From School Library Journal
Kindergarten-Grade 1–Matthew has nothing to share for show-and-tell, so he informs his class that a lion is living at his house. Everyone believes him, and this initial lie spawns many others, as the boy must answer questions about his pet's daily activities and invent fresh excuses as to why no one can come to see it. Eventually Matthew confesses the situation to his mother, who tells him he must be honest with his classmates. The boy puts all his stories into a book and explains to the children that the lion was only real in his head, an explanation they readily accept. The idea that all of the students would have believed him in the first place strains credulity, as does the fact that his deceptions would be so easily forgiven. However, the story could spark discussions about the value of honesty and facing up to bad decisions. Cravath's chalk pastel and acrylic illustrations have a pleasant hazinesss appropriate to the theme of fantasy blending into reality. Evaline Ness's Sam, Bangs and Moonshine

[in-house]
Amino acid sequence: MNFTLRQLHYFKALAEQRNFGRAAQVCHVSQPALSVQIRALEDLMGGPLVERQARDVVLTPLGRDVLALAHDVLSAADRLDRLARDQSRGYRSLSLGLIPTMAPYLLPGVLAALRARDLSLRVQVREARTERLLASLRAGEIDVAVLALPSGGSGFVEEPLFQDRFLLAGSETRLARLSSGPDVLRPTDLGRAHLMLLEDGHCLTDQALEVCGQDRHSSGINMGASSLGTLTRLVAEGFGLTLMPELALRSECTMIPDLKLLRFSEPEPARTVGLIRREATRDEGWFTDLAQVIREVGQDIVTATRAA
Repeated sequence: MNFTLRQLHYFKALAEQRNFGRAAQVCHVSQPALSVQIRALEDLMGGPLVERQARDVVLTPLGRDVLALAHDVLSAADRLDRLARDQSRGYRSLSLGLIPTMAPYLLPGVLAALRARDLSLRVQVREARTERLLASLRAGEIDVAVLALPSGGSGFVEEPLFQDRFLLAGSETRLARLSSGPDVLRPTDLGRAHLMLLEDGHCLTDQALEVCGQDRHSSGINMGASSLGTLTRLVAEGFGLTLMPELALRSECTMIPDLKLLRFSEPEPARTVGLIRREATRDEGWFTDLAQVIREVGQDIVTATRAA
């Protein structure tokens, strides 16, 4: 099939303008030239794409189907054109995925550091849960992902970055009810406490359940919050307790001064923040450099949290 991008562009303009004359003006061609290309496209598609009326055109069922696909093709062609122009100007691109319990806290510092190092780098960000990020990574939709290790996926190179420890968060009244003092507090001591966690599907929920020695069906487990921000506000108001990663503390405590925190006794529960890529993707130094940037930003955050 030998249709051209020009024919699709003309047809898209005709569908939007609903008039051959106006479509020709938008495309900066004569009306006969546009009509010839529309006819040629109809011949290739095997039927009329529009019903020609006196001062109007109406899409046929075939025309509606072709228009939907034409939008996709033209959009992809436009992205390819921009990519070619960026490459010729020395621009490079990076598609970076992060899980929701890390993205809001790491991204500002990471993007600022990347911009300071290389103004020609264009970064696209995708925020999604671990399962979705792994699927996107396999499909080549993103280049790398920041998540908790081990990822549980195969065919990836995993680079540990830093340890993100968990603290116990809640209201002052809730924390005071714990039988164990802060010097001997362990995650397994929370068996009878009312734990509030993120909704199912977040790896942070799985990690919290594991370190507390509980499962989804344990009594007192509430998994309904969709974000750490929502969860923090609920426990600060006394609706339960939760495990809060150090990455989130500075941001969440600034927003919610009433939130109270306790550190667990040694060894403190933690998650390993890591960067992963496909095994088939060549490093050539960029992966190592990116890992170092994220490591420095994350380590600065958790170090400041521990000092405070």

(Holt, 1966) is a stronger book, but this one would be a useful addition for larger collections.–Grace Oliff, Ann Blanche Smith School, Hillsdale, NJ
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This story will resonate with the many kids who have gotten in over their heads. Matthew has nothing for show-and-tell, so this pops out of his mouth: "I have a lion." The class is impressed, and Matthew starts to embellish: a baby lion named Larry. Before long, he can actually see Larry, and each day the class becomes more inquisitive, and the tale grows ever taller. Matthew decides that perhaps it's time to send Larry to the zoo, which induces the class to clamor for a field trip to Matthew's house before Larry leaves. Matthew's understanding mother applauds her son's imagination, but tells him he needs to be honest--so Matthew writes and draws the story of Larry and uses it at show-and-tell. Though the kids are upset at first, they appreciate the excellent storytelling and crave more. Abercrombie's simple, heartfelt tale gets a boost from the imaginative, wonderfully child-friendly artwork featuring huggable Larry. The illustrations have the look of kids' own pictures, with colors as bright as the ending is happy. Ilene CooperCopyright © American Library Association. All rights reserved